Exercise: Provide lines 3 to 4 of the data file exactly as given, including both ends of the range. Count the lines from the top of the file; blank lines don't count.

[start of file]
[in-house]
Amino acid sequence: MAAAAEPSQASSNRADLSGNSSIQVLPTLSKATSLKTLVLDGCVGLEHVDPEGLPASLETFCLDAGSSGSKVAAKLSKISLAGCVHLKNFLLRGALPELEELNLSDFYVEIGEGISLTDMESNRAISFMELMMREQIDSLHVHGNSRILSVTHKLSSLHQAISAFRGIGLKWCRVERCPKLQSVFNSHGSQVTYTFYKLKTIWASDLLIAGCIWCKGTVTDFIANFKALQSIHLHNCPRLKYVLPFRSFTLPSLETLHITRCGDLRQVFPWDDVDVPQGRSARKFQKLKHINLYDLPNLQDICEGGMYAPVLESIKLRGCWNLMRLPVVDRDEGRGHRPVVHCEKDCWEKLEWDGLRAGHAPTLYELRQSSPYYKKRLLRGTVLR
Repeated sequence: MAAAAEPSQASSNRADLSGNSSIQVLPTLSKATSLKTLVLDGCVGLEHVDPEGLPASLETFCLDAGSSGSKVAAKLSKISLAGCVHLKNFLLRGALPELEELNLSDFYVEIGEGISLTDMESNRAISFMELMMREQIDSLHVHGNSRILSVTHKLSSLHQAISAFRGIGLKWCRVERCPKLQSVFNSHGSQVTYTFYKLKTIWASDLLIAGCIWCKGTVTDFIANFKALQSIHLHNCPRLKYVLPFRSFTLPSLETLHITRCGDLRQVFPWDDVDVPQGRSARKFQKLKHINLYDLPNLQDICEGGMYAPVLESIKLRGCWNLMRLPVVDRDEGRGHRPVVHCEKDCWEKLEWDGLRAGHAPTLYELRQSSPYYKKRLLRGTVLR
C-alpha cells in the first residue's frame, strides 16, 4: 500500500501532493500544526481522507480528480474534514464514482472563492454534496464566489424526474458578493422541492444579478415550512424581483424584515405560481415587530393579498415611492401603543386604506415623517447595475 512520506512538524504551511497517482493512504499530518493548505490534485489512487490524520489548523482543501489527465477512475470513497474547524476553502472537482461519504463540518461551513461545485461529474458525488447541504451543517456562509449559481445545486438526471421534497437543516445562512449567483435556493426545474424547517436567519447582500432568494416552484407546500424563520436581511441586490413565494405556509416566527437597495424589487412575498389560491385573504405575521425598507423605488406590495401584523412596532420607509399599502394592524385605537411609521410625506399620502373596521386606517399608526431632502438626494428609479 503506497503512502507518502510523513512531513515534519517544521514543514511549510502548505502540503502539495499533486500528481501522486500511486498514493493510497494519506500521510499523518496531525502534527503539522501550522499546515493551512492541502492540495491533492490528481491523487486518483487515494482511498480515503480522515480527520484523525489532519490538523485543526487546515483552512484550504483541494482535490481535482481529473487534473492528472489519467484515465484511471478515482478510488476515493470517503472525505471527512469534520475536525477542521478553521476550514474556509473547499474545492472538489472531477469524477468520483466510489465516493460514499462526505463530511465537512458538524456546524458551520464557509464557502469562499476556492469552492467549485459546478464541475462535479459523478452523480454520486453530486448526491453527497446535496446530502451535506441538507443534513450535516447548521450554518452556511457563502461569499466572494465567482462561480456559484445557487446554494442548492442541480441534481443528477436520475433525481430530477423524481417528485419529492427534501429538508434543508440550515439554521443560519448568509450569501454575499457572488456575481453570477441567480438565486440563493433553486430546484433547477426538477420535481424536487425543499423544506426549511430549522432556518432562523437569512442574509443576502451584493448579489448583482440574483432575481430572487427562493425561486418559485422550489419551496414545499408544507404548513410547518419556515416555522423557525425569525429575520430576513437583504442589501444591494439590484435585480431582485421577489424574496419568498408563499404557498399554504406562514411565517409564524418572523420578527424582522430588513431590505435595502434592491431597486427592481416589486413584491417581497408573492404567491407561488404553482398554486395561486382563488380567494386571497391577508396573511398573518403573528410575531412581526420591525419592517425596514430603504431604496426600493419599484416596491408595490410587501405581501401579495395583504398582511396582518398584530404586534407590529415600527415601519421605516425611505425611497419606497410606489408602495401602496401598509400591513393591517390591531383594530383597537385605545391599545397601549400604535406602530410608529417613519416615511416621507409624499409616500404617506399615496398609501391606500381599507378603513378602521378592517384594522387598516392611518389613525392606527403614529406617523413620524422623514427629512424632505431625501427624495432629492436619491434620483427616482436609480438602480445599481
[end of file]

Repeated sequence: MAAAAEPSQASSNRADLSGNSSIQVLPTLSKATSLKTLVLDGCVGLEHVDPEGLPASLETFCLDAGSSGSKVAAKLSKISLAGCVHLKNFLLRGALPELEELNLSDFYVEIGEGISLTDMESNRAISFMELMMREQIDSLHVHGNSRILSVTHKLSSLHQAISAFRGIGLKWCRVERCPKLQSVFNSHGSQVTYTFYKLKTIWASDLLIAGCIWCKGTVTDFIANFKALQSIHLHNCPRLKYVLPFRSFTLPSLETLHITRCGDLRQVFPWDDVDVPQGRSARKFQKLKHINLYDLPNLQDICEGGMYAPVLESIKLRGCWNLMRLPVVDRDEGRGHRPVVHCEKDCWEKLEWDGLRAGHAPTLYELRQSSPYYKKRLLRGTVLR
C-alpha cells in the first residue's frame, strides 16, 4: 500500500501532493500544526481522507480528480474534514464514482472563492454534496464566489424526474458578493422541492444579478415550512424581483424584515405560481415587530393579498415611492401603543386604506415623517447595475 512520506512538524504551511497517482493512504499530518493548505490534485489512487490524520489548523482543501489527465477512475470513497474547524476553502472537482461519504463540518461551513461545485461529474458525488447541504451543517456562509449559481445545486438526471421534497437543516445562512449567483435556493426545474424547517436567519447582500432568494416552484407546500424563520436581511441586490413565494405556509416566527437597495424589487412575498389560491385573504405575521425598507423605488406590495401584523412596532420607509399599502394592524385605537411609521410625506399620502373596521386606517399608526431632502438626494428609479 503506497503512502507518502510523513512531513515534519517544521514543514511549510502548505502540503502539495499533486500528481501522486500511486498514493493510497494519506500521510499523518496531525502534527503539522501550522499546515493551512492541502492540495491533492490528481491523487486518483487515494482511498480515503480522515480527520484523525489532519490538523485543526487546515483552512484550504483541494482535490481535482481529473487534473492528472489519467484515465484511471478515482478510488476515493470517503472525505471527512469534520475536525477542521478553521476550514474556509473547499474545492472538489472531477469524477468520483466510489465516493460514499462526505463530511465537512458538524456546524458551520464557509464557502469562499476556492469552492467549485459546478464541475462535479459523478452523480454520486453530486448526491453527497446535496446530502451535506441538507443534513450535516447548521450554518452556511457563502461569499466572494465567482462561480456559484445557487446554494442548492442541480441534481443528477436520475433525481430530477423524481417528485419529492427534501429538508434543508440550515439554521443560519448568509450569501454575499457572488456575481453570477441567480438565486440563493433553486430546484433547477426538477420535481424536487425543499423544506426549511430549522432556518432562523437569512442574509443576502451584493448579489448583482440574483432575481430572487427562493425561486418559485422550489419551496414545499408544507404548513410547518419556515416555522423557525425569525429575520430576513437583504442589501444591494439590484435585480431582485421577489424574496419568498408563499404557498399554504406562514411565517409564524418572523420578527424582522430588513431590505435595502434592491431597486427592481416589486413584491417581497408573492404567491407561488404553482398554486395561486382563488380567494386571497391577508396573511398573518403573528410575531412581526420591525419592517425596514430603504431604496426600493419599484416596491408595490410587501405581501401579495395583504398582511396582518398584530404586534407590529415600527415601519421605516425611505425611497419606497410606489408602495401602496401598509400591513393591517390591531383594530383597537385605545391599545397601549400604535406602530410608529417613519416615511416621507409624499409616500404617506399615496398609501391606500381599507378603513378602521378592517384594522387598516392611518389613525392606527403614529406617523413620524422623514427629512424632505431625501427624495432629492436619491434620483427616482436609480438602480445599481